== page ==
To park or not to park on diagonal lines? It depends on where you are, La Jolla traffic board learns

Diagonal lines on La Jolla Mesa Drive at Van Nuys Street in La Jolla
Tickets a La Jolla resident received while parked on these diagonal lines on La Jolla Mesa Drive at Van Nuys Street prompted her to seek clarification on when parking on such lines is allowed.
(Elisabeth Frausto)

Diagonal lines in a bordered area adjacent to a curb do not always mean “no parking,” the La Jolla Traffic & Transportation Board learned at its Oct. 20 meeting as it heard from San Diego parking enforcement supervisors about when parking on such lines is allowed.

The issue was brought to the board’s attention by La Jolla resident Christine Willsey, who requested clarification from enforcement officials after receiving tickets near her home for parking on the diagonal lines.

Willsey, who lives on La Jolla Mesa Drive, said she and her husband began parking on the street after moving into their home in May 2019.

They parked on the diagonal lines at the corner of La Jolla Mesa and Van Nuys Street, along an unmarked curb.

Willsey said a neighbor told her the lines were drawn for traffic calming but didn’t mean that parking is prohibited.

After two years without incident, Willsey said, she received a parking ticket in July without a reason clearly listed. She disputed it, but there was no administrative review of the ticket, she said.

After receiving four more tickets in the next several weeks, Willsey said she learned through research that those particular lines were painted about 15 years ago after a fatal crash involving a pedestrian.

Willsey said her research and communication with the T&T Board led her to Erin Longen, a parking enforcement supervisor for the city of San Diego, who Willsey said clarified that “in this particular street, [the lines] do not mean no parking. So we have our parking back, which we’re so excited about.”

Longen said at the T&T meeting that such lines are used in some other areas of the city to designate no-parking zones, including the 700 block of Sixth Avenue downtown.

“We had an officer that was working downtown, knew that we cited for this, saw the [lines] up in La Jolla and assumed it was the same thing,” Longen said.

She said parking enforcement officers have now been educated “to realize the intent ... in different parts of the city.”

T&T member Ross Rudolph asked how “the average citizen is to know which ... are legal to park in and which aren’t?”

Downtown, parking stalls are painted adjacent to the diagonal lines, so “it should be clear” that parking is prohibited on top of those lines, Longen said.

“In La Jolla, because there’s no red curb, there’s no sign posted saying ‘No parking,’ it’s OK to park” on the diagonal lines, Longen said.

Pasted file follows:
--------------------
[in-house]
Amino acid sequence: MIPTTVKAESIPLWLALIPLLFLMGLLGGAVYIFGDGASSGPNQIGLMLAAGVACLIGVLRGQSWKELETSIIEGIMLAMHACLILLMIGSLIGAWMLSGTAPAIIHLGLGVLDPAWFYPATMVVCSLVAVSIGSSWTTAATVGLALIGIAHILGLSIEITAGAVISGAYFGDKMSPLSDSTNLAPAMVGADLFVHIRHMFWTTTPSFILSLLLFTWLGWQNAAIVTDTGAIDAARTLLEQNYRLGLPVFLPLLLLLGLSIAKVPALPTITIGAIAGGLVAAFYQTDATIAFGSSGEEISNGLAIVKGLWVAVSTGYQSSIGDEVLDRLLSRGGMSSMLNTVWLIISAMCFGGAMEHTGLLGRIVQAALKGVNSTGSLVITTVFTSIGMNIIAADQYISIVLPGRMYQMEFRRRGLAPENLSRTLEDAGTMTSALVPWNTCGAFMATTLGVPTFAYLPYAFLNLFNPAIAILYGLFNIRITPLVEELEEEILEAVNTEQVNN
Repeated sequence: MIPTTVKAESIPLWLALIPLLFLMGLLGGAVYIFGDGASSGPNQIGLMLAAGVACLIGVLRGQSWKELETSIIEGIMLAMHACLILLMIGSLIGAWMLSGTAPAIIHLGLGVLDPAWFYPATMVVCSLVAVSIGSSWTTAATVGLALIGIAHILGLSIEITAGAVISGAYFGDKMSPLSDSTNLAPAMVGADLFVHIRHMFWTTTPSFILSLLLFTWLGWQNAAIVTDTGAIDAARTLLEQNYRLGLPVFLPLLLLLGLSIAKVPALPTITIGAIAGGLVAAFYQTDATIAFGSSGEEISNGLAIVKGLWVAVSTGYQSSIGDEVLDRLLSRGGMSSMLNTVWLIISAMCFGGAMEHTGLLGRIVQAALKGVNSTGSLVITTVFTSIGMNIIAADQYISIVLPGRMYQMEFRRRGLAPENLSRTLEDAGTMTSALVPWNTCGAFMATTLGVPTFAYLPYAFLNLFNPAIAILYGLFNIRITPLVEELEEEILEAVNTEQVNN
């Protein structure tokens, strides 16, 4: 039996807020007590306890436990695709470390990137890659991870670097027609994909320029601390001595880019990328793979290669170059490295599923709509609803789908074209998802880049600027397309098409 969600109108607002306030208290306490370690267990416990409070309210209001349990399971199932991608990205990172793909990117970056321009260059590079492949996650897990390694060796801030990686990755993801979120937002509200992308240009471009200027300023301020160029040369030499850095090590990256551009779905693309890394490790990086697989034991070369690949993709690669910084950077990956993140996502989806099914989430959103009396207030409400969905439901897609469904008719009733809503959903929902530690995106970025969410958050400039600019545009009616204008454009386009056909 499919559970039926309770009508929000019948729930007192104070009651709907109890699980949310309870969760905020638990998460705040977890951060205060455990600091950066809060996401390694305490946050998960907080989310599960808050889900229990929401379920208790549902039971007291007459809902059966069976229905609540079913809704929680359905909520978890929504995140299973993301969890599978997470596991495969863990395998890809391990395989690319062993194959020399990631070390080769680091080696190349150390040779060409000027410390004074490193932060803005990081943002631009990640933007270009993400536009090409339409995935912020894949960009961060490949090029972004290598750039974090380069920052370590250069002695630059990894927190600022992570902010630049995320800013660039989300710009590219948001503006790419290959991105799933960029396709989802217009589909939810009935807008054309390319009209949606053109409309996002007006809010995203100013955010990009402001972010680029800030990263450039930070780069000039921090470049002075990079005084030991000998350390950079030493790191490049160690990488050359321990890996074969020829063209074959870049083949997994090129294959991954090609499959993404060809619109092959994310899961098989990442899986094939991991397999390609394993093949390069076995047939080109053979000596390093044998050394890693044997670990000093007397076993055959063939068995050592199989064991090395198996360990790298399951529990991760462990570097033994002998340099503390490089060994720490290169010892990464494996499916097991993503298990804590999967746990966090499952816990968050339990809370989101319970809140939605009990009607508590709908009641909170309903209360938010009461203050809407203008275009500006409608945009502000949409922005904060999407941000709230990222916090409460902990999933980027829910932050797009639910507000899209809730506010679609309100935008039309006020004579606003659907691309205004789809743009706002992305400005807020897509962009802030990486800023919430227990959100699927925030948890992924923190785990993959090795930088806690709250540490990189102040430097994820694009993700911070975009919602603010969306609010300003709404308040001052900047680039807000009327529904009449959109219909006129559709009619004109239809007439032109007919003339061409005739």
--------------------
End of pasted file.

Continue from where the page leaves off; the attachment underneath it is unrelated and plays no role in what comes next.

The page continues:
Longen said the purpose of the lines in La Jolla “specifically is traffic calming.” Drivers may be alerted to slow down as the space narrows approaching the intersection.

“There are other areas in the city where it’s basically meant to give a better visual to motorists on where the traffic flow is,” she said.

La Jollan Rick Kent suggested signs to indicate that parking is allowed on the lines, as “the citizenry needs to know where you can and where you can’t park. It’s not a matter of training the police, it’s a matter of communicating what we can and can’t do.”

Longen said a no-parking zone would be indicated by a red curb or a sign, but she added, “I agree it could probably be a little bit better.”

Turning to other parking matters, T&T member Natalie Aguirre asked Longen and Laird Tucker, city senior parking enforcement supervisor, to ensure that enforcement officers are present in The Village into the evenings.

“As a merchant here in La Jolla, it’s really important to me that the traffic enforcement officers are here on a daily basis circulating,” Aguirre said. “What we find here in The Village, especially on Girard [Avenue], is that by 3 o’clock, we have a lot of merchants that are parking, mostly restaurant workers and such.”

She said the workers “are not concerned about getting tickets, because they seem to know — and they’ll even say it — that the traffic enforcement officers are usually gone by 3:30 or 4 p.m. We’re still open till 6 p.m., 7 p.m., and it’s a problem when we have musical cars going around.”

Tucker said three parking enforcement officers are assigned to La Jolla, with at least two of them focused on The Village.

He said most officers are off at 5:30 p.m., though they have to report to the station well before then to finish paperwork. Only eight officers are on until 8:30 p.m., “spread throughout the city,” he said.

Tucker said “maybe we can have one person try to stay in La Jolla just to do some enforcement there, but one person covering all of The Cove is going to be a lot to ask.” ◆